Robert Earl Jones

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Robert Earl Jones
Robert Earl Jones in Langston Hughes' Don't You Want to be Free? (23 June 1938; photograph by Carl Van Vechten).jpg
Jones in Langston Hughes' Don't You Want to be Free?, 1938.
Born(1910-02-03)February 3, 1910
DiedSeptember 7, 2006(2006-09-07) (aged 96)
Other namesEarl Jones
  • Actor
  • boxer
Years active1938–1993
  • Ruth Connolly
    (m. 1929; div. 1934)
  • Jumelle Jones
    (m. 1938; div. 1950)
  • Ruth Williams
    (m. 1960; died 1981)
Children2; including James Earl Jones

Robert Earl Jones (February 3, 1910 – September 7, 2006),[1] sometimes credited as Earl Jones, was an American actor and prizefighter. One of the first prominent black film stars, Jones was a living link with the Harlem Renaissance of the 1920s and 1930s, having worked with Langston Hughes early in his career.

Jones was best known for his leading roles in films such as Lying Lips (1939) and later in his career for supporting roles in films such as The Sting (1973), Trading Places (1983), The Cotton Club (1984), and Witness (1985). He was the father of actor James Earl Jones.


Early life[edit]

Jones was born in northwestern Mississippi; the specific location is unclear as some sources indicate Senatobia,[1] while others suggest nearby Coldwater.[2] A son of Robert and Elnora Jones, Robert Earl Jones left school at an early age to work as a sharecropper to help his family. He later became a prizefighter. Under the name "Battling Bill Stovall", he was a sparring partner of Joe Louis.[3]


Jones became interested in theater after he moved to Chicago, as part of the thousands leaving the South in the Great Migration. He moved on to New York by the 1930s. He worked with young people in the Works Progress Administration, the largest New Deal agency, through which he met Langston Hughes, a young poet and playwright. Hughes cast him in his 1938 play, Don't You Want to Be Free?.[4][1]

Jones also entered the film business, appearing in more than twenty films. His film career started with the leading role of a detective in the 1939 race film Lying Lips, written and directed by Oscar Micheaux, and Jones made his next screen appearance in Micheaux's The Notorious Elinor Lee (1940).[5] Jones acted mostly in crime movies and dramas after that, with such highlights as Wild River (1960) and One Potato, Two Potato (1964). In the Oscar-winning 1973 film The Sting, he played Luther Coleman, an aging grifter whose con is requited with murder leading to "the sting". In the later 20th century, Jones appeared in several other noted films: Trading Places (1983) and Witness (1985).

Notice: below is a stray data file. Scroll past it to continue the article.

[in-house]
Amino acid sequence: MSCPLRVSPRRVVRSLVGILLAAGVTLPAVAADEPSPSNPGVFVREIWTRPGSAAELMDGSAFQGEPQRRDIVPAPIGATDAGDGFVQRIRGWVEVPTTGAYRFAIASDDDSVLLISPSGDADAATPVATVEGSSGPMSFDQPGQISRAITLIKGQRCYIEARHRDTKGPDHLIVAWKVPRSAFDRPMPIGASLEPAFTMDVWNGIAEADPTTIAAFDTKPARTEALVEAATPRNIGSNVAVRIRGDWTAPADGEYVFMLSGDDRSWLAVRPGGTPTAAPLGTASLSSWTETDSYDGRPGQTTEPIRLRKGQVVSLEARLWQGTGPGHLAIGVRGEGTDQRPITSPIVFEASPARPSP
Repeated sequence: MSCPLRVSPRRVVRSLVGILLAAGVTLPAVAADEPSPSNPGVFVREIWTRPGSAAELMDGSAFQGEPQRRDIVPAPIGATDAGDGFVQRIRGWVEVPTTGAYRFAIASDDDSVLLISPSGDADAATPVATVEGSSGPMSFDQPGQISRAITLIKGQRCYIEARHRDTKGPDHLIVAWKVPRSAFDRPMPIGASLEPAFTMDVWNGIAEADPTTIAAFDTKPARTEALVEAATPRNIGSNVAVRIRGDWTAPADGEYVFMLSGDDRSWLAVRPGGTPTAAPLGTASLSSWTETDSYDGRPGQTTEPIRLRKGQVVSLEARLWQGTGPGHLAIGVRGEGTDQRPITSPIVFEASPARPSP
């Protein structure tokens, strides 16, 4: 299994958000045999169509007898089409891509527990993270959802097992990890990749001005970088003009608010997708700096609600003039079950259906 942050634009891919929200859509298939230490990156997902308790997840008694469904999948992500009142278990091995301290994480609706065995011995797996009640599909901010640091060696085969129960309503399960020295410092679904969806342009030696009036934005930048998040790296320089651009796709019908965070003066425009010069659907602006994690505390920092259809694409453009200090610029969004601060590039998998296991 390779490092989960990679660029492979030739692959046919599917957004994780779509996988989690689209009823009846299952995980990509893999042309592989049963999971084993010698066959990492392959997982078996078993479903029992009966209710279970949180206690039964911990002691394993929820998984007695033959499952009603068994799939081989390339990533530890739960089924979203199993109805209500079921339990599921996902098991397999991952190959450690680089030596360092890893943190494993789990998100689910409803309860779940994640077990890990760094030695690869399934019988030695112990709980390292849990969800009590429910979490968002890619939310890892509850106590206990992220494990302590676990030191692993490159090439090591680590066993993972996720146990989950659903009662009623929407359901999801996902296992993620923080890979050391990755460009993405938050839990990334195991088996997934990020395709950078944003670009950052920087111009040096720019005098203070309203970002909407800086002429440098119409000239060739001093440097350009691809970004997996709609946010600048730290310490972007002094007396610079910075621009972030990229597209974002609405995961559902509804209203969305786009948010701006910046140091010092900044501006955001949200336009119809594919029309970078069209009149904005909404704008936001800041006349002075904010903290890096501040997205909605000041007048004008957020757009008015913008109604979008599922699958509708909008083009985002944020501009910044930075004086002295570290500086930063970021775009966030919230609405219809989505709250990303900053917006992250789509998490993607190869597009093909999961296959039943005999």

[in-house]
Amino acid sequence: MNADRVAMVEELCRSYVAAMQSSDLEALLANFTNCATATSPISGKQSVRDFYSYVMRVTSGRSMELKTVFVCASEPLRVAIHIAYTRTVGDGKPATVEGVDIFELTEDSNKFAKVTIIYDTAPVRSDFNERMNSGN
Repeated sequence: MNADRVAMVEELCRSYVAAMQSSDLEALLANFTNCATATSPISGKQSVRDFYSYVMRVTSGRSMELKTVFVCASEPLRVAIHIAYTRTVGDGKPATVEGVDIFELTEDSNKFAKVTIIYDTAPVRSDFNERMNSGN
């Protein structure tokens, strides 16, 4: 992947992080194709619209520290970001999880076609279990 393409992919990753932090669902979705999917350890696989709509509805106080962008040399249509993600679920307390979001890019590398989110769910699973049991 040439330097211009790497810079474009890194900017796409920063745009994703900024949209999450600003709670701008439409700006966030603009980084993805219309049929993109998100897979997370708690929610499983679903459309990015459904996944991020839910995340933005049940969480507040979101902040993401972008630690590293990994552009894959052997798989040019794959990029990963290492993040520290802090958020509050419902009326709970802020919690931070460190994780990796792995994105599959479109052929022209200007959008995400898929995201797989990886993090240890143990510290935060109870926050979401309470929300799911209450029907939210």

Toward the end of his life, Jones was noted for his stage portrayal of Creon in The Gospel at Colonus (1988), a black musical version of the Oedipus legend. He also appeared in episodes of the long-running TV shows Lou Grant and Kojak. One of his last stage roles was in a 1991 Broadway production of Mule Bone by Hughes and Zora Neale Hurston, another important writer of the Harlem Renaissance.[5] His last film was Rain Without Thunder (1993).

Although blacklisted by the House Un-American Activities Committee in the 1950s, Jones was ultimately honored with a lifetime achievement award by the U.S. National Black Theatre Festival.[5]

Personal life[edit]

Jones was married three times. As a young man, he married Ruth Connolly (died 1986) in 1931; they had a son, James Earl Jones. Jones and Connolly separated before James was born in 1931. The couple divorced in 1933. Jones did not come to know his son until the mid-1950s. Jones married two other times, to Jumelle Jones from 1938 to 1950, and Ruth Williams from 1960 until her death in 1981. He fathered a second child. Jones died on September 7, 2006, in Englewood, New Jersey, from natural causes at the age of 96.[3]





  1. ^ a b c David Patrick Stearns (December 2006). "Robert Earl Jones: US actor rooted in the Harlem renaissance". The Guardian. Retrieved 2007-01-26.
  2. ^ "Robert Earl Jones profile". Internet Broadway Database. Retrieved 2007-01-26.
  3. ^ a b Fox, Margalit (September 19, 2006). "Robert Earl Jones, 96, Broadway Actor, Dies". The New York Times. Retrieved April 21, 2008.
  4. ^ Peterson, Jr., Bernard L., The African American Theatre Directory, 1816–1960: A Comprehensive Guide to Early Black Theatre Organizations, Companies, Theatres, and Performing Groups, Greenwood Publishing Group, 1997, p. 92.
  5. ^ a b c McLellan, Dennis, "Robert Earl Jones, 96; Actor, Father of James Earl Jones", Los Angeles Times, September 20, 2006.

External links[edit]

Media related to Robert Earl Jones at Wikimedia Commons